Let’s peer into a parallel universe. One in which a kid named Marc from Barcelona was actually Mark from Boston. Where Gasol was on the back of a Warriors jersey and not secreted away in Memphis.
Where a goliath with multiple Olympic, World Cup and EuroBasket medals to his name was feted for being among the best bigs of his generation and not – even in the Internet-makes-even-small-markets-large – too often under-appreciated.
Maybe it’s the second brother syndrome but Marc Gasol Saez has never garnered the same magnitude of love as Pau, even at an age of 32 embarking on a new NBA season that will round him up to an even ten years in the league.
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He does not factor external hype into the personal pride that has driven him from a second round summons in the Draft, onward via a trade against his sibling, to someone for whom a mere three NBA All Star is numerical nonsense.
“Obviously you can appreciate what you’ve accomplished,” he tells GiveMeSport. “But you always want more as a player. You always strive for more. You can have that satisfaction.
“But not complacency. I don’t want to be the best centre. I want to be the best player. You always chase more. You want to dominate more and have a bigger impact.”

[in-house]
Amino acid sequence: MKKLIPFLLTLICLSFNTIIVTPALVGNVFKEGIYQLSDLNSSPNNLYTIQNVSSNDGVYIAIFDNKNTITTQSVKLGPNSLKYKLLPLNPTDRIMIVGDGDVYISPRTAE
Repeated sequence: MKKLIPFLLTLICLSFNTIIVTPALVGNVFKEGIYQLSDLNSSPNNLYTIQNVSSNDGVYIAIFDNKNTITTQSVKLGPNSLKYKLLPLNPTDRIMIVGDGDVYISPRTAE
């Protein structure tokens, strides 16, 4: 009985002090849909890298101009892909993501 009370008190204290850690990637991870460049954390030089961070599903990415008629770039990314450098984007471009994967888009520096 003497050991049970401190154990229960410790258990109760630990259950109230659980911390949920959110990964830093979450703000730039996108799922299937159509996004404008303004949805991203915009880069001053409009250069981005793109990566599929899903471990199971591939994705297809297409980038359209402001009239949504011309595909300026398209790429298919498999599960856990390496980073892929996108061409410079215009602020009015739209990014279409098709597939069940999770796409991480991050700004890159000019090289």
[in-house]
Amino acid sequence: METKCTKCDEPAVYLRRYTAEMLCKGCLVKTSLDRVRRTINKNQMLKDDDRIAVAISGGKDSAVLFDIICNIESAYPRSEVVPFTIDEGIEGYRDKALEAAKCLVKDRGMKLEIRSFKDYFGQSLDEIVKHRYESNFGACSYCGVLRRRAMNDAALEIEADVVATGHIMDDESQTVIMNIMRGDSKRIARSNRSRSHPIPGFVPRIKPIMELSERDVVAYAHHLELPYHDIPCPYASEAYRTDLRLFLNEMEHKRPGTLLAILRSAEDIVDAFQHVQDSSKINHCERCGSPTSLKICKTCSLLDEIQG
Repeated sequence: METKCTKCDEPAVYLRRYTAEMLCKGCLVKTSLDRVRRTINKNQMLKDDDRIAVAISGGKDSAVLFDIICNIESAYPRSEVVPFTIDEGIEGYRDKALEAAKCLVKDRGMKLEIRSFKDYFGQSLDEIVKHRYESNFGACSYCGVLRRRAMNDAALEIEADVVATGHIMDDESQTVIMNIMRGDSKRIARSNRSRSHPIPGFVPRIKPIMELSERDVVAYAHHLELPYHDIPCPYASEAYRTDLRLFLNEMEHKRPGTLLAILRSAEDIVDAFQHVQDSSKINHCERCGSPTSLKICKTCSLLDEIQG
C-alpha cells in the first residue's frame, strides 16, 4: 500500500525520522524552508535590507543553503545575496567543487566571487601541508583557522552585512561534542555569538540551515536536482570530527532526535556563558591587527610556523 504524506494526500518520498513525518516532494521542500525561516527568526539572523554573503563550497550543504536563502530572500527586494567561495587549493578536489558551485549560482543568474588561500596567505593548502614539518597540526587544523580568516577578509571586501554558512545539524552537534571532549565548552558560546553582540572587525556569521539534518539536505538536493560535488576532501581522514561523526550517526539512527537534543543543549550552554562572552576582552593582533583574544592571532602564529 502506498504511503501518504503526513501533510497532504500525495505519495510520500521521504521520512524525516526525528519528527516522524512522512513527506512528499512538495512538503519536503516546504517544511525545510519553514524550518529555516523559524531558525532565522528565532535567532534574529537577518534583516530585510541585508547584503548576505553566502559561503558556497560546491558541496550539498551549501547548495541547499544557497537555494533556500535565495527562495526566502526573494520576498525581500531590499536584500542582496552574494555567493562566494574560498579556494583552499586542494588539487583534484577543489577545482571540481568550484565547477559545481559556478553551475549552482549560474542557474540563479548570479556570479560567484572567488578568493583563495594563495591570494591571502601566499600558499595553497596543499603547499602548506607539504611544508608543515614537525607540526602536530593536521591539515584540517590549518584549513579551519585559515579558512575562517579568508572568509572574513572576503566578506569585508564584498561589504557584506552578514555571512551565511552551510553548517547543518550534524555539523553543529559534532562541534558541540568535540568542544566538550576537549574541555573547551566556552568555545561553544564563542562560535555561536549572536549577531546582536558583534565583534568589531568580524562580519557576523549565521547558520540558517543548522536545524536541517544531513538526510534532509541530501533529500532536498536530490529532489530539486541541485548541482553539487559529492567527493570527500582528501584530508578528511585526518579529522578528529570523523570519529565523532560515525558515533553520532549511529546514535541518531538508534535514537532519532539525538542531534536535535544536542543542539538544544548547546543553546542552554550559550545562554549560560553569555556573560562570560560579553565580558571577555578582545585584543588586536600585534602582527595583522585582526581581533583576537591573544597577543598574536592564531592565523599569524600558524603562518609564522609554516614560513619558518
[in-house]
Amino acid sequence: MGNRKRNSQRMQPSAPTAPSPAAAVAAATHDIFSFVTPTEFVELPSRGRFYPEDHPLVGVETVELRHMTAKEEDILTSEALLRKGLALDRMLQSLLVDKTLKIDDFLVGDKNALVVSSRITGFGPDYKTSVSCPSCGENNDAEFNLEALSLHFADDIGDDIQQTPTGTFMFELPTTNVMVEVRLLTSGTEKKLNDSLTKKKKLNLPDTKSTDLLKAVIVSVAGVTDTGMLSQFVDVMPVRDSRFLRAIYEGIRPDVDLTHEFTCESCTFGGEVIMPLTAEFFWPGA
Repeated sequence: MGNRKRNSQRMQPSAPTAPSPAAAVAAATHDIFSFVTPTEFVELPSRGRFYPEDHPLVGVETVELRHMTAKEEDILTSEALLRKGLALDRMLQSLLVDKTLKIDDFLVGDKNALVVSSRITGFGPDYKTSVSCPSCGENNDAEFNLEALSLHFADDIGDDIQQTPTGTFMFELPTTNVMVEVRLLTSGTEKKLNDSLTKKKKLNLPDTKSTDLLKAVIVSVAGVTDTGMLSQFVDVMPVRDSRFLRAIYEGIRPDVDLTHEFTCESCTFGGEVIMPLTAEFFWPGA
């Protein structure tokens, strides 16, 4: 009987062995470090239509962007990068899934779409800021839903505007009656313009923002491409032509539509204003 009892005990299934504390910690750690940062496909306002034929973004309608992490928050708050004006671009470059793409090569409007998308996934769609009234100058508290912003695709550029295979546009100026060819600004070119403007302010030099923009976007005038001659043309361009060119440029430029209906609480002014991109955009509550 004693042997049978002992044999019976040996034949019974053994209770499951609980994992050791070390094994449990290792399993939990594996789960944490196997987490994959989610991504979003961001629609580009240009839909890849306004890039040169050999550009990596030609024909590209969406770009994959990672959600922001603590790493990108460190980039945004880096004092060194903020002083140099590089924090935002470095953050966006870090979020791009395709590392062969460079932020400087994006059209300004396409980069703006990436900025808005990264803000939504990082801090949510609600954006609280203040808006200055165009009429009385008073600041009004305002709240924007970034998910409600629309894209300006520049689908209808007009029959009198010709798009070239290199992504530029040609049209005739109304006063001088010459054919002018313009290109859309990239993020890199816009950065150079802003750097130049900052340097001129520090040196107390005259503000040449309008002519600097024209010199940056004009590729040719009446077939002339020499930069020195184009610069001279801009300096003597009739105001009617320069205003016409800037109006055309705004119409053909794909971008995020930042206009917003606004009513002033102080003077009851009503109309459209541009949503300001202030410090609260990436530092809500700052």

Coaches and peers recognise and respect his high basketball IQ and his dynamism, enough that he has a Defensive Player of the Year away plus an All-NBA First Team garland from 2015.
It’s the versatility that kills, the scouts often warn, a little bit of everything adding up to a lot.
“You try to do whatever the coach demands – obviously within my limits,” he acknowledges. “If he wants me to be a more traditional five, post-up, inside, roll, be a roller. If he wants me to be a shoulder roller, I can do that. If he wants me to play all the way to the three-point line, then I can also manage that.
“It’s making yourself valuable so you can be on court as much as possible.”
Coming off a campaign that brought career-highs by significant leaps in points (19.5) and assists (4.6), it suggests his stock has never been greater.